Leave it to Lemony Snicket to correct that little oversight.
In The Composer Is Dead, a deliciously morbid entertainment in the vein of his "Series of Unfortunate Events," the San Francisco writer whose real name is Daniel Handler teams up with composer Nathaniel Stookey to lead young audiences on an investigative stroll through the ranks of the orchestral instruments.
…when the piece begins, the composer is already moldering lifelessly or, as Snicket suggests, "decomposing" and has presumably been done in by a party or parties unknown. The perpetrator is probably lurking somewhere in the orchestra, and as the unnamed inspector interrogates each group of players in turn, Stookey takes the opportunity to range a musical spotlight across the entire ensemble.
So the violins twirl their way through a vivacious waltz while the cellos and basses provide oom-pah-pah accompaniments and the mournful violas sing their undervalued countermelodies. The flutes do bird imitations, the trombones tango and the tuba, in the piece's sweetest and funniest moment, enjoys a moment of quiet domesticity with his landlady, the harp.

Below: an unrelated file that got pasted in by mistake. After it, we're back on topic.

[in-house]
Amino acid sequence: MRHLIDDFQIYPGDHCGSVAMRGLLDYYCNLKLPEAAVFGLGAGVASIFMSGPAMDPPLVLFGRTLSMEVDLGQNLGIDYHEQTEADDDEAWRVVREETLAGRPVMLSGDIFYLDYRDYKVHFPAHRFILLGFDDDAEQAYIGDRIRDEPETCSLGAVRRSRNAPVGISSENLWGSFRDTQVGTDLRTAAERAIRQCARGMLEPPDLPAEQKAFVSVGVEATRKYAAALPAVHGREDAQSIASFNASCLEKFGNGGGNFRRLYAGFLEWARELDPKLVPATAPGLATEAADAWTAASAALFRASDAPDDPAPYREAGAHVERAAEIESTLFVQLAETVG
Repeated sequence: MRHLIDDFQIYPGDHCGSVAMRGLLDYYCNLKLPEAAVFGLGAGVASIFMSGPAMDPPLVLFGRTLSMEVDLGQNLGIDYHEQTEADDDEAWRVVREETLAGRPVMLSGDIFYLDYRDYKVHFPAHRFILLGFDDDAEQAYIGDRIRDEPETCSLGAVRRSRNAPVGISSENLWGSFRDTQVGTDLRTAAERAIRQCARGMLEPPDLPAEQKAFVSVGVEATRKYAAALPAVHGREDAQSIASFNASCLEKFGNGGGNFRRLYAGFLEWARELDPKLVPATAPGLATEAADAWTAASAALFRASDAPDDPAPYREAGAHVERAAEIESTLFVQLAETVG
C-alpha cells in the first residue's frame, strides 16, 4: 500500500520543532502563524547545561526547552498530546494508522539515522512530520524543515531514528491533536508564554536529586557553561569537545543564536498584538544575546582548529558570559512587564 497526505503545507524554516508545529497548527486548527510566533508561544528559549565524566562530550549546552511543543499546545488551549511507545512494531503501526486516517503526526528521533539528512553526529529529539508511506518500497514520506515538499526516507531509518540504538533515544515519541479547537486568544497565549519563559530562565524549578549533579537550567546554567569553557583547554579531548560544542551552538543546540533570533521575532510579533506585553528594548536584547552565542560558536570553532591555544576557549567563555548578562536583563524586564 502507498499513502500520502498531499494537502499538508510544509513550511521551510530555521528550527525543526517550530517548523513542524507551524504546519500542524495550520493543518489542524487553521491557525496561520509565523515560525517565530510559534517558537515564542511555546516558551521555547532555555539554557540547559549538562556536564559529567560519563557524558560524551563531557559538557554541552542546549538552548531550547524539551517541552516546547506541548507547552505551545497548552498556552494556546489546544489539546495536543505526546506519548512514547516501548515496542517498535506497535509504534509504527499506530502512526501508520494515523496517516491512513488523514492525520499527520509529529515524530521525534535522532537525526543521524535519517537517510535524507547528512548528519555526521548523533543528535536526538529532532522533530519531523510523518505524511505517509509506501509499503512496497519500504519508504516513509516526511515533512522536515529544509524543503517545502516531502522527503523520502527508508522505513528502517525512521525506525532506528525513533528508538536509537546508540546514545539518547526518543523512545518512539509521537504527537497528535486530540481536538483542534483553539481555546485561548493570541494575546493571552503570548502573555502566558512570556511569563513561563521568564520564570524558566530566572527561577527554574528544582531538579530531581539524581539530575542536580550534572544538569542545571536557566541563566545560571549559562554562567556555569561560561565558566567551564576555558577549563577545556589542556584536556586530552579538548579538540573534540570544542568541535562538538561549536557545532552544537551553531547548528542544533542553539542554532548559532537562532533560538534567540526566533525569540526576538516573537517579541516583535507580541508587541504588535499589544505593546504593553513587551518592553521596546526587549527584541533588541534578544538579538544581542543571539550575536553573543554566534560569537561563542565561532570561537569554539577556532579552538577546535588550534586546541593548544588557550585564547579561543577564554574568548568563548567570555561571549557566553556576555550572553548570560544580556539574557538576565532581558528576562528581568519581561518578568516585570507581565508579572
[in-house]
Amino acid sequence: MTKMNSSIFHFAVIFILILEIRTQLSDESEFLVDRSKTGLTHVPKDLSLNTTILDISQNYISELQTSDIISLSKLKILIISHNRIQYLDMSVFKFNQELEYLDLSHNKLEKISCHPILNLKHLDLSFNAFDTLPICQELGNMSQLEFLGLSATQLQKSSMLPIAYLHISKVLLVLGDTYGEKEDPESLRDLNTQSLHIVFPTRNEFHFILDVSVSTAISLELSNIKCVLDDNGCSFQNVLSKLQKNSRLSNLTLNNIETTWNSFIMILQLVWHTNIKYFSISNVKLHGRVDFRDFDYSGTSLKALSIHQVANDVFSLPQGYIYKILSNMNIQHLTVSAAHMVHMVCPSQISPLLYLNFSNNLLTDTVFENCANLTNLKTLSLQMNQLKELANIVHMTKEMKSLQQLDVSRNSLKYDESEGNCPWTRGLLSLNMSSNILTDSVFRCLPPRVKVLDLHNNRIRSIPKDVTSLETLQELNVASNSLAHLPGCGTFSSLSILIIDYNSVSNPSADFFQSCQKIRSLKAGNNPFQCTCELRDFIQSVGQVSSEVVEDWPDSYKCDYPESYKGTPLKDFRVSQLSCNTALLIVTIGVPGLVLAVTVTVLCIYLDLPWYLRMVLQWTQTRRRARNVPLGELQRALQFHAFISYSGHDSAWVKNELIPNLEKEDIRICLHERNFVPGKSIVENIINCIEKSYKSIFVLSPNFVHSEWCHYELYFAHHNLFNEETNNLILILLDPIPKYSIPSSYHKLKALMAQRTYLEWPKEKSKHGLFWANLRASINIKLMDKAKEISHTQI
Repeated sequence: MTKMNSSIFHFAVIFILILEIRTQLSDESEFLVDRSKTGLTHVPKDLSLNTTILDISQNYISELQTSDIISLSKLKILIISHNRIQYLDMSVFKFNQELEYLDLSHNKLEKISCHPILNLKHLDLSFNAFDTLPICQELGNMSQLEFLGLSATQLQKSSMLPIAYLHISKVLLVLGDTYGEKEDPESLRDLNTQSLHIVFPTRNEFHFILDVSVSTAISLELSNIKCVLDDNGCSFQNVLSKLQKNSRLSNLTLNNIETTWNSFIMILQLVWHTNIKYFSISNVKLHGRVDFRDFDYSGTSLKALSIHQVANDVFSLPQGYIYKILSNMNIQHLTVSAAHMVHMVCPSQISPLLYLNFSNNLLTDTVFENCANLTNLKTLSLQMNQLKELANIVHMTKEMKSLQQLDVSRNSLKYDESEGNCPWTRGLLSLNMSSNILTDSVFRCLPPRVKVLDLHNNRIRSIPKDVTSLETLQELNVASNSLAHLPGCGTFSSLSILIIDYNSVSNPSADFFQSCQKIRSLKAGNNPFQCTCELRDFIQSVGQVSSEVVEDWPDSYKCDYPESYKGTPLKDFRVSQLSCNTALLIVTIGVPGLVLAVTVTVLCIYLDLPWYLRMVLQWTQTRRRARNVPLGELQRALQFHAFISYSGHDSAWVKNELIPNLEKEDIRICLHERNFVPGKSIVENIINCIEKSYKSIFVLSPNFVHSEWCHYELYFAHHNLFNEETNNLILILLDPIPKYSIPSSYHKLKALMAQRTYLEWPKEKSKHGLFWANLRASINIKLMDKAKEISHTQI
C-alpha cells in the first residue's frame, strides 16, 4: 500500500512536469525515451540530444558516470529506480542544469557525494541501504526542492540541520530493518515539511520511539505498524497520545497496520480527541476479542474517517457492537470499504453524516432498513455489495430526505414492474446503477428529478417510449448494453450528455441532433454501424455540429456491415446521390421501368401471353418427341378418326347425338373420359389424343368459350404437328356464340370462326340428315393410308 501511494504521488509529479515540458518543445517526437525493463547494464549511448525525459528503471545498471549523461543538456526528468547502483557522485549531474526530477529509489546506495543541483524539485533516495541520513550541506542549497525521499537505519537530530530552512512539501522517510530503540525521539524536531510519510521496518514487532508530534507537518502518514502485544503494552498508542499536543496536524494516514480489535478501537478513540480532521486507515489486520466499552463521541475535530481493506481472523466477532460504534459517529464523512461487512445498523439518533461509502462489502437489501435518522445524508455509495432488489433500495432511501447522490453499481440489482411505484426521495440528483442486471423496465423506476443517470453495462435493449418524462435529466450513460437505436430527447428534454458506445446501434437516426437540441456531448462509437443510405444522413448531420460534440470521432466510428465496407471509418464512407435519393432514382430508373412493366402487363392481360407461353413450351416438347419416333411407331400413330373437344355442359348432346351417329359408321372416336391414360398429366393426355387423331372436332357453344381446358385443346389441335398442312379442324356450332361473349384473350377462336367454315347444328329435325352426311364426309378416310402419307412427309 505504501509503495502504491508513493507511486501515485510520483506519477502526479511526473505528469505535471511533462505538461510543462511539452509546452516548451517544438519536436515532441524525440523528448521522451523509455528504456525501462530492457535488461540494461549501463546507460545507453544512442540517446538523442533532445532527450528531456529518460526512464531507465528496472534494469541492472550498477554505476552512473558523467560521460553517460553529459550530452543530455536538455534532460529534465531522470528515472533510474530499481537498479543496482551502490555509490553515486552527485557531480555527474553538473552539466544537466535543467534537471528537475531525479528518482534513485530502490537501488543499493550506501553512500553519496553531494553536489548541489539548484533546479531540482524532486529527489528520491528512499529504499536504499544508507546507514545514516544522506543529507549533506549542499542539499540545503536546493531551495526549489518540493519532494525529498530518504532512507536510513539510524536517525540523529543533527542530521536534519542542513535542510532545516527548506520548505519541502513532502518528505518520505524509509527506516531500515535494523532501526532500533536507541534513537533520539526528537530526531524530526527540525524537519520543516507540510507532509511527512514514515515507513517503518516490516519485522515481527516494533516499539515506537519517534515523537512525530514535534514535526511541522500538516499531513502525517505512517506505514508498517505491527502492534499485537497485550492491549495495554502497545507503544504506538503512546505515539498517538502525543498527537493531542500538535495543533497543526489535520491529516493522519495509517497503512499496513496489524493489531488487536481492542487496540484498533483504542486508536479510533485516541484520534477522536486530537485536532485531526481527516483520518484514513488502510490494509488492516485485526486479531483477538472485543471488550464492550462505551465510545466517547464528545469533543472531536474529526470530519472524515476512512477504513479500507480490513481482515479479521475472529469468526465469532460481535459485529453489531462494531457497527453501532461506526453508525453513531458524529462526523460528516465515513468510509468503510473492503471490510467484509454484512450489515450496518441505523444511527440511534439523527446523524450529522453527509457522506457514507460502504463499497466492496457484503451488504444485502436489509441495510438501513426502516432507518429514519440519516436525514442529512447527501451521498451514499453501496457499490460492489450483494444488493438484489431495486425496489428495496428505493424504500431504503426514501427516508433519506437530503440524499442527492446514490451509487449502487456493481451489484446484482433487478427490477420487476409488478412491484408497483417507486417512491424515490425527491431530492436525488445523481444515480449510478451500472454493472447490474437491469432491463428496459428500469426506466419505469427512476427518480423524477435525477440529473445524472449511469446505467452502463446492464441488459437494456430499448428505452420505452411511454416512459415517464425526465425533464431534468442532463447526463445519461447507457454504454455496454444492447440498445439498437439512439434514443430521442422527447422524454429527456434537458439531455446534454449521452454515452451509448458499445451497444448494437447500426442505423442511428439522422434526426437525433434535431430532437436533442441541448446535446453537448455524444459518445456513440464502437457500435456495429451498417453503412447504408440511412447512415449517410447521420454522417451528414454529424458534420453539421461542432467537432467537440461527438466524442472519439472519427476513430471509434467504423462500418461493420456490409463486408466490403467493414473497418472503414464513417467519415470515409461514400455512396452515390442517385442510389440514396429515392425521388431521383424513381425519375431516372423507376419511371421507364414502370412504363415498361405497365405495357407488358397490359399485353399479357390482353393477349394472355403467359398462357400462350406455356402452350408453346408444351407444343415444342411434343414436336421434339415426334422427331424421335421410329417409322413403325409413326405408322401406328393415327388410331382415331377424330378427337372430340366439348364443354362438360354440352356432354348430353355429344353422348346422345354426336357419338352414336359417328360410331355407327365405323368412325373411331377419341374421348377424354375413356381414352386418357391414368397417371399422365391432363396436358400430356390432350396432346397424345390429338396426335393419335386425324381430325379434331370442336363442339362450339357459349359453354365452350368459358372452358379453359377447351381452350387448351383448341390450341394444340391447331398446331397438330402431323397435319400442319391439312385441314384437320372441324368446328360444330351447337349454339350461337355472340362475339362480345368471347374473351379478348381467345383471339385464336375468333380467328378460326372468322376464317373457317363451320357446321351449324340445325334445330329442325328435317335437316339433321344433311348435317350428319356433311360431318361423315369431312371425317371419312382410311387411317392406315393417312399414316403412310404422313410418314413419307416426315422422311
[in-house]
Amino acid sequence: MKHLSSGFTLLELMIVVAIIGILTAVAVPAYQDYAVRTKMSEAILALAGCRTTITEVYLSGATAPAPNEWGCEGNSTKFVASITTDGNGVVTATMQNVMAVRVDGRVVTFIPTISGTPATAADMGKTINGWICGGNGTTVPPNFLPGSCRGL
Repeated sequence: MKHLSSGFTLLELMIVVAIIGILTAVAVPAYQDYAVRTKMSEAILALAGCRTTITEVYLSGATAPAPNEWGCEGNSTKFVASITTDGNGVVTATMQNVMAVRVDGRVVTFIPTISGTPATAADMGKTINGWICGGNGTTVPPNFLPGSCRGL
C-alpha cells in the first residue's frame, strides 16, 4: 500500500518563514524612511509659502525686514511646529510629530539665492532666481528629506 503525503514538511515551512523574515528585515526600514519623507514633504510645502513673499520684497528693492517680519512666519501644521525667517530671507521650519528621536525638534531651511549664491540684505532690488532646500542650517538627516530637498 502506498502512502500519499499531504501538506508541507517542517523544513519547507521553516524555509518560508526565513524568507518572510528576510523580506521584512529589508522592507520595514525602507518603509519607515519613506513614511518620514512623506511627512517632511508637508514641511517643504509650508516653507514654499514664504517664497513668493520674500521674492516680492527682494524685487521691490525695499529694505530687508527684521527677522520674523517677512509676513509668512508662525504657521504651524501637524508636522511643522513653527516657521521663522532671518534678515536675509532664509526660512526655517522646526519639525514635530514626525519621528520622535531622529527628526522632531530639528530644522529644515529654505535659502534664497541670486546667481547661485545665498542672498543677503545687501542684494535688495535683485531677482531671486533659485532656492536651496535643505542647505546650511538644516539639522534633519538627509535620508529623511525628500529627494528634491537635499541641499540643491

But as the piece progresses, it emerges that not every corpse implies a murder mystery. In fact, just about any place you find an orchestra playing, there's a dead composer somewhere on hand.
…there's music education woven into the hilarious and frequently insulting instrumental descriptions. Flutes are wimpy, Snicket explains, the concertmaster is a show-off, and the first violins may have "trickier parts to play," but the second violins "are more fun at parties."
It's edgy and tartly funny, particularly when the narrator starts accusing the conductor of malice aforethought.
"Wherever there's a conductor, there's a dead composer," Snicket points out. "Beethoven dead! Bach dead! ... Schubert unfinished, but dead!"
True, the instruments reply, but it's conductors and orchestras who keep their music alive centuries later.
It's a wildly cheering audience that leaps to its feet at the close of Saturday's premiere, and the rest of the world will hear the irreverent work soon. Recording sessions start Monday and the whole "Composer is Dead" package new Snicket book and San Francisco Symphony CD will be published by HarperCollins later this year or next.